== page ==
Imagined as a show that could bring two of the franchise’s most respected and feared characters – Maggie Rhee (played by Lauren Cohan) and Negan Smith (Jeffrey Dean Morgan) front-and-center for their own respective and collective close-ups – these showrunners have sadly dipped far too deeply back into the comfortable waters of all that they’ve done before. While a fair number of dramatic collisions are required – if for no other reason than to set the stage for exactly why this particular team-up is both theatrically worthwhile and thematically volatile – the first two installments (the first one is reviewed by yours truly right here) have given us nothing but dialogue and delivery we’ve seen before by both of these talented players. It’s had no spark, no incisiveness, and no teeth.
In fact, the second chapter in particular – titled “Who’s There?” – falls back unfortunately into storytelling patterns that The Walking Dead mined far too often for its own good. Flashbacks – as well as side journeys with secondary characters of seemingly no importance whatsoever (like Ginny and Hershel) – ended up feeling more like screen filler than they do authentic, organic developments in a world that’s already had countless hours and three iterations (at present) to explore. But when you promised an audience hungry for a sequel that they’d be watching the match-up to end all TV match-ups (in team-up fashion), why oh why would you spend time away from those key components? After trying to wring a bit of tension out of Maggie’s all-of-a-sudden bout of acrophobia (of all things in the wide, wide world of The Walking Dead), why take audiences on a sidebar of little to no consequence? With Ginny? And with a marshal no one gives two damns about?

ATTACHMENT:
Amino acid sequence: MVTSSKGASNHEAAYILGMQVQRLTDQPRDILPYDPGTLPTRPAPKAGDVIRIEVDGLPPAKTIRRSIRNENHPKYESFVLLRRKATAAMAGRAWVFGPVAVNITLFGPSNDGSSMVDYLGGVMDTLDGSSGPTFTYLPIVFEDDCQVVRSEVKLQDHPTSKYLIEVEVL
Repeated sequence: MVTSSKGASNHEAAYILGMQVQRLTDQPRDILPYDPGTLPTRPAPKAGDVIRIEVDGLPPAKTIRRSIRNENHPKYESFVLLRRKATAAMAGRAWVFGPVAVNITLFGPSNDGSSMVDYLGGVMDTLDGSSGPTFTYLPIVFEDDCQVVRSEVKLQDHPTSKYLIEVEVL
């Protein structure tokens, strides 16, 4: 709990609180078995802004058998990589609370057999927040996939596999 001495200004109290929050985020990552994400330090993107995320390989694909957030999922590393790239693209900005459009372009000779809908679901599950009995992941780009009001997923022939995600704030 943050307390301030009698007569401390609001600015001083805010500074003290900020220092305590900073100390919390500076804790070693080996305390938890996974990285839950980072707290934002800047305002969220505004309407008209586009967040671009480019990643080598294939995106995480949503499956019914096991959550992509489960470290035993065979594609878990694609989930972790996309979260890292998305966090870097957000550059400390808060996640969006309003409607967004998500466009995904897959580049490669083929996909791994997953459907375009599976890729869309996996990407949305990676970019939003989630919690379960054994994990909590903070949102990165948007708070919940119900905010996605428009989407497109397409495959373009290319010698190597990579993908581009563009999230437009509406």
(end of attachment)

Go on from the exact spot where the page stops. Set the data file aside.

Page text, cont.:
Now, this is not to say that “Who’s There?” didn’t deliver something worth mentioning, because that would be a far cry from the truth. The hour brought up a bit of conflict between Maggie, Negan, and this group of New Yorkers they’ve kinda/sorta been captured and/or befriended by (the suspense is killing us), and that worked quite well. In fact, it worked so well I wanted to spend more time getting to know these people, hearing what their lives and their existence was about, instead of the obligatory Maggie flashbacks and time spent understanding that Ginny – about as bland a TV creation as there’s ever been – has trouble “fitting in.” (Welcome to society, baby!) And, thankfully, the good stuff didn’t stop there, and Negan finally took the gloves off with a fabulous return to form, dispensing a brand of justice that audiences knew was still lurking there under the surface … and this was damn sure exactly why Maggie sought him out for this journey into dark waters.
That – think what you may – was great television. That had a purpose, though we might only now be getting to understand. That was an authentic character moment delivered with the kind of panache, flair, and style that both fits a mold and makes a statement. Those of you who sit in the writers’ room might take note and plot out a bit more of that – if there’s still time to get such development into production – lest you want Dead City to fail as so much generate a pulse with whatever episode run is left in its entire run.
In the interests of fairness, I’m thrilled to disclose that – like so many of you – I’ve simply recorded and watched The Walking Dead: Dead City’s “Who’s There?” (S01E02) as it aired on AMC, so I’m beholden to no one to provide a review other than myself.